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121 Cards in this Set

  • Front
  • Back
A systemic reaction with generalized itching and tingling sensation, and a feeling of apprehension.
Collapsed alveoli.
Spasm of the bronchial smooth muscles.
Absence of breathing for a period of time.
Respiratory rate slower than normal.
Characteristic breathing which stops and resumes.
Bluish decoloration of skin and mucous membranes due to excessive concentration of reduced hemoglobin in the blood.
Shortness of breath or labored breathing.
Difficulty in expanding the chest and drawing air into lungs.
Expansional Dyspnea
Difficulty or painful wheesing expiration in asthma.
Expirational Dyspnea
Regular, easy breathing with a rate of 12-22/min.
To breathe out.
Bloody sputum.
Diminished availability of oxygen to the body tissues.
Overbreathing, breathing too rapidly or deeply, increase of depth and rate of respiration.
Hyperventilation or Hyperpnea
Insufficient oxygenation of the blood.
Excess of carbon dioxide in the blood.
Deep, rapid, or labored breathing.
Shallow or slow respirations.
Shallow, slow, irregular respirations.
Interference in passage of air into lungs as in an obstruction.
Inspirational Dypnea
Breathing comfortably only when in an upright position.
Mucous produced by the lining of the respiratory tract.
Respiratory distress occurring in attacks without apparent cause, usually during sleep at night.
Paroxysmal/Nocturnal Dyspnea
Noisy respiration, a crowing sound.
Mucous and saliva coughed up from the respiratory passages.
Respiration rate faster and more shallow than normal.
Noisy respiration, a whistling sound.
Relates to diaphragm.
Word ending that means breathing.
Unpredictable, Irregular caused by resp. depression and brain damage (medulla).
Fast, normal, or slow, but caused by metabolic acidosis.
Pitch: High
Intensity: Loud, predominantly on expiration.
Normal findings: A sound like air blown though a hollow tube, heard over suprasternal area and lower trachea or mainstem bronchus.
Abnormal findings: If heard over peripheral lung, may indicate atelectasis or consolidation.
Bronchial Breath Sound
Pitch: Moderate
Intensity: Moderate
Normal findings: A blowing sound heard over airways on either side of sternum, at angle of Louis, and b/w scapulae.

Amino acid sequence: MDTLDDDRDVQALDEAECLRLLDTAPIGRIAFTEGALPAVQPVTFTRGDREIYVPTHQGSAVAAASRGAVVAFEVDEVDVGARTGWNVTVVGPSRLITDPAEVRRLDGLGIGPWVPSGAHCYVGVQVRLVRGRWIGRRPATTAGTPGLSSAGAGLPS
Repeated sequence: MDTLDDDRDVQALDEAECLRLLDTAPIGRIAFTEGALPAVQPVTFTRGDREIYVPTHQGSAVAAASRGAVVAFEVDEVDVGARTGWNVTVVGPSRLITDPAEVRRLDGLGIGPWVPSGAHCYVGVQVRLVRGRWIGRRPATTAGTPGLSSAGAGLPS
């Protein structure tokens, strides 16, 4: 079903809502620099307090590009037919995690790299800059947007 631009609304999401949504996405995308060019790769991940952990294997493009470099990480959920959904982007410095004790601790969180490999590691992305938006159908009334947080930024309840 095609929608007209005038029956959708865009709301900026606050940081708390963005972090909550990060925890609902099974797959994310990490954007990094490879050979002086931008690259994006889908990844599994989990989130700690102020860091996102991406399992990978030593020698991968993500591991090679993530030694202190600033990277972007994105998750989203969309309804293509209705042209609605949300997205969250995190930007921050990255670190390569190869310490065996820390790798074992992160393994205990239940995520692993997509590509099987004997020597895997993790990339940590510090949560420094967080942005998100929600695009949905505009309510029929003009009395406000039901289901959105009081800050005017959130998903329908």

Abnormal findings: If ehard of peripheral lung may indicate consolidation.
Bronchovesicular Breath Sound
Pitch: High on inspiration, low on expiration.
Intensity: Loud on inspiration, soft to absent on expiration.
Normal findings: Quiet, rustling sounds, heard of periphery.
Abnormal findings: If decreased over periphery, may indicate early pneumonia, emphysema, pneumothorax, pleural effusion, or atelectasis.
Vesicular Breath Sound
Where to auscultate: Over lung fields and airways; heard in lung bases first with pulmonary edema.
Timing: More obvious during inspiration.
Cause: Moisture, especially in small airways an alveoli.
Description: Bubbling, Non-Musical; Fine, Medium, & Coarse (NOT CLEARED BY COUGH-KEY POINT)
Crackles (Rales)
(Adventitious)-not normal
Where to auscultate: Over larger airways
Timing: More pornounced during expiration.
Cause: Airways narrowed by bronchospasm or secretions.
Description: Coarse rattling, louder and lower-pitched than crackles; Sonorous, musical, and CAN be cleared by cough.
Rhonchi (Gurgles)
(Adventitious)-not normal
Where to auscultate: Over lung fields and airways.
Timing: Inspiration or expiration, usually louder on expiration.
Cause: Narrowed airways; Asthma, COPD, Bronchitis.
Description: Creaking, whistling; high-pitched, Musical squeaks.(Does NOT clear with cough.)
Where to auscultate: Front and side of the lung field.
Timing: Inspiration (Louder in anterior and lateral surface)
Cause: Inflamed parietal and visceral pleural surfaces rubbing together.
Description: Dry grating or squeaking; (Does NOT clear with cough.)
Pleural Friction Rub
Filters air, warming, moistening, and chemically examining it for impurities that might irritate the mucous lining of the respiratory tract.
Any one of the air cavities in various bones around the nose, such as the frontal sinuses in the frontal bone.
Paranasal sinuses
The throat, serves as a passageway for the respiratory and digestive tracts.
The uppermost of the three regions of the throat, situated behind the nasal cavity and extending from the posterior nares to the level above the soft palate.
One of three anatomic divisions of the pharynx that lies posterior to the mouth and is continuous above with the nasopharynx and laryngopharynx.